Test objects, not methods

As you may or may not know, I am part of the team pushing the boundaries of Agile & XP at Industrial Logic with Josh Kerievsky. As such, I'll be posting some of my rantings in our new Industrial Blogic album (the blog portion of our truly kick-ass "Greatist Hits" eLearning platform).
My debut there is a classic, but so grossly unknown topic. Summarize it as so: if you want to test your private methods, take out a ruler and slap yourself over the wrist. As a personal mentor of mine, J.B. Rainsberger, used to tell me: "if you really need to test that private method, then it should go somewhere else dude."
Check out the rest of the story here, and while you're in add our Industrial Blogic to your RSS reader, we'll be keeping it hot there.


Checking In (but no, not source control)

So sorry, I've been sooooo lax about posting any new thoughts (very busy training for a triathlon) - trust me though I've had many, my "rants todo" list is billowing over. Soon, they will be here in all their glory for you to chew on, I promise (to both of us).

In the meantime, I thought you'd be interested to know that today we experienced two very very unique moments:
12:34:56 07/08/09 and 04:05:06 07/08/09
Won't happen again in any of our lifetimes. Wow, pretty darn neat, huh? One day past a full moon to boot.

And also, hopefully to keep you really distracted from my absense, I thought I'd treat you to what I thought to be a pretty damn funny joke my dad forwarded my way:

A Dog Story

A guy is driving around the back woods of
Montana and he sees a sign in front of a broken down shanty-style house: 'Talking Dog For Sale ' He rings the bell and the owner appears and tells him the dog is in the backyard.

The guy goes into the backyard and sees a nice looking
Labrador retriever sitting there.

'You talk?' he asks.

'Yep,' the Lab replies.

After the guy recovers from the shock of hearing a dog talk, he says 'So, what's your story?'

The Lab looks up and says, 'Well, I discovered that I could talk when I was pretty young. I wanted to help the government, so I told the CIA. In no time at all they had me jetting from country to country, sitting in rooms with spies and world leaders, because no one figured a dog would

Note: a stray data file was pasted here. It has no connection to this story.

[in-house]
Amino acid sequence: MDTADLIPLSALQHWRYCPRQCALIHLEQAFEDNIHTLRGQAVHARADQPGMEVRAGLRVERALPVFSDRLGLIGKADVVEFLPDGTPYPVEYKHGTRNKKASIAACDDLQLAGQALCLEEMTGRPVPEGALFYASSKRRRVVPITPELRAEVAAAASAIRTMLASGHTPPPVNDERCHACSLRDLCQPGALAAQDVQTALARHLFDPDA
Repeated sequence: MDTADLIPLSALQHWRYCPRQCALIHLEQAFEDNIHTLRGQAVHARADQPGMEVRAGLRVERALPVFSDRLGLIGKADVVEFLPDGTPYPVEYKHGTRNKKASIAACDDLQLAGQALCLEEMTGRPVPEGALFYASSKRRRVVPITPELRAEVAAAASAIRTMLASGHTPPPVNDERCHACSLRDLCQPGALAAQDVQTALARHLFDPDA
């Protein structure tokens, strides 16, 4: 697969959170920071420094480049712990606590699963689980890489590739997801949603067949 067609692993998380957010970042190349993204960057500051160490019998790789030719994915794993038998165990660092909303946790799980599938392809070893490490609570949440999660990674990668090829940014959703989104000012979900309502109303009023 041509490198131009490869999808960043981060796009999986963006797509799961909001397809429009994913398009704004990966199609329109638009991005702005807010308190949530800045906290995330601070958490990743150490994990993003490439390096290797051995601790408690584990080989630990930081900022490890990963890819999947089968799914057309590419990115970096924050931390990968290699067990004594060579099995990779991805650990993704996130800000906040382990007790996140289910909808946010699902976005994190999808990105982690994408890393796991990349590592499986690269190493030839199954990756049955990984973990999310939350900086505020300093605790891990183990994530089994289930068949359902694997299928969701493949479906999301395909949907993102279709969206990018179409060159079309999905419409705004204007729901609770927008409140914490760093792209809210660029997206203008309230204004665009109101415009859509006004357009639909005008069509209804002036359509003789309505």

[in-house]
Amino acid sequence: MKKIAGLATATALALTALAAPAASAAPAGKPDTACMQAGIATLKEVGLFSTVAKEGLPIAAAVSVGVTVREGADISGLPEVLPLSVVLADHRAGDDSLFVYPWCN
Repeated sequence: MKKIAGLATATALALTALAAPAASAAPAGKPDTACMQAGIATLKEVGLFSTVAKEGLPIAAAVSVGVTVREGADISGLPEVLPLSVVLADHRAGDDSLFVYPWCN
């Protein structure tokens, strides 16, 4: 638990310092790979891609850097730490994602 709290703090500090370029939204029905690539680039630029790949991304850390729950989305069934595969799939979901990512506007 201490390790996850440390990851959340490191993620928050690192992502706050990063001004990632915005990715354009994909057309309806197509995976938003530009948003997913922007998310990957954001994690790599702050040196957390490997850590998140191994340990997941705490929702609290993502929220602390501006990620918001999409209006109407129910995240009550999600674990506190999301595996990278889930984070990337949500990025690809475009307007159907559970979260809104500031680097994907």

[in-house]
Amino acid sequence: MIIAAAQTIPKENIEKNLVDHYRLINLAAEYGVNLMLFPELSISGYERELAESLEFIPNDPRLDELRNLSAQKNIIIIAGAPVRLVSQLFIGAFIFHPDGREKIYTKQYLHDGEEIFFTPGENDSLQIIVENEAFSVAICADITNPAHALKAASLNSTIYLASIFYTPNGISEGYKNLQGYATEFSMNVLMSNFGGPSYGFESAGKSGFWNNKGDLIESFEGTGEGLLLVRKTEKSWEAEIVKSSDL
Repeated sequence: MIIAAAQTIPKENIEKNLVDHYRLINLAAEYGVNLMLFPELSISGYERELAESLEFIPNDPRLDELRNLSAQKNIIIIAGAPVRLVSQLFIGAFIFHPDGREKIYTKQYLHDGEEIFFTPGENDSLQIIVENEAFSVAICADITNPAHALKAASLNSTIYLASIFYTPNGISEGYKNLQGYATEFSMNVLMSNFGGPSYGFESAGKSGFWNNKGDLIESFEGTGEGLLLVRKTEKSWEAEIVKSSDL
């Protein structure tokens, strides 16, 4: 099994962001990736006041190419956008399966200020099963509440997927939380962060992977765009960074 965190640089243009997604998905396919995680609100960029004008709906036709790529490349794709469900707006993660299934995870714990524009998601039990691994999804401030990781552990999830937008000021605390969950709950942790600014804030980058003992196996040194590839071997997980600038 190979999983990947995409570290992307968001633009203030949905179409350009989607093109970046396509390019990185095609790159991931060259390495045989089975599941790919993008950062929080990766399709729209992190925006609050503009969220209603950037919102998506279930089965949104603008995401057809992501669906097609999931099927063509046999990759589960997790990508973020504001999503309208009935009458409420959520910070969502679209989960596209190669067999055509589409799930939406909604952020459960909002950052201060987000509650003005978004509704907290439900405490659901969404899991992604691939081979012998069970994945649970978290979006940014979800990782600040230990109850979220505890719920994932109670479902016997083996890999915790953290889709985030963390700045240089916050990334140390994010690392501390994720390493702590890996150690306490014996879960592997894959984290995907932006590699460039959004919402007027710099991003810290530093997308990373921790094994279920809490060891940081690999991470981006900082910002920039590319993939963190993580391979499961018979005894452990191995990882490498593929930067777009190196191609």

be eavesdropping.'

'I was one of their most valuable spies for eight years running. But the jetting around really tired me out, and I knew I wasn't getting any younger so I decided to settle down. I signed up for a job at the airport to do some undercover security, wandering near suspicious characters and listening in. I uncovered some incredible dealings and was awarded a batch of medals.'

'I got married, had a mess of puppies, and now I'm just retired..'

The guy is amazed. He goes back in and asks the owner what he wants for the dog.

'Ten dollars,' the guy says.

'Ten dollars? This dog is amazing! Why on earth are you selling him so cheap?'

'Because he's a liar. He never did any of that shit.'

;-) C ya soon...


TDD: The Rhythm

Good TDD, well real TDD, provides the team with a heartbeat.

Everyone has a heartbeat, you know what it's like: continuous and clear, smoothly flowing, subtle yet ever so present and soothing. Its unlikely that you're explicitly listening to it, but you are without doubt subconciously aware of the supreme comfort and reassurance that heartbeat provides you each and every minute of your day. It keeps you alive!

Same is true with software development. And while Iterations, Stand-ups, and CIT no doubt provide an essential macro-heartbeat, those things aren't what give us that minute to minute assurance analogous to our human heartbeat. That's where TDD comes in - true TDD provides us that comforting development heartbeat to actually get us productively and happily through the day.

It provides the transition from story card to failing storytest (acceptance test). Then from failing storytest to the first failing microtest (unit test). Then minutes later to the first passing microtest. Then minutes later to the next failing microtest, then the next passing microtest, and our first refactoring. Then minutes later to our next quick cycle of "red/green/refactor". Then within an hour our first check-in. Then a few more "red/green/refactor" cycles and another checkin. And before you know it, after one of those cycles, boom, a passing storytest! A high-five and a final checkin, then home by 6 to see the kids.

Do you hear it? Thum-THUMP, Thum-THUMP, Thum-THUMP...RedBar-GREENBAR, RedBar-GREENBAR, RedBar-GREENBAR...
A development heartbeat.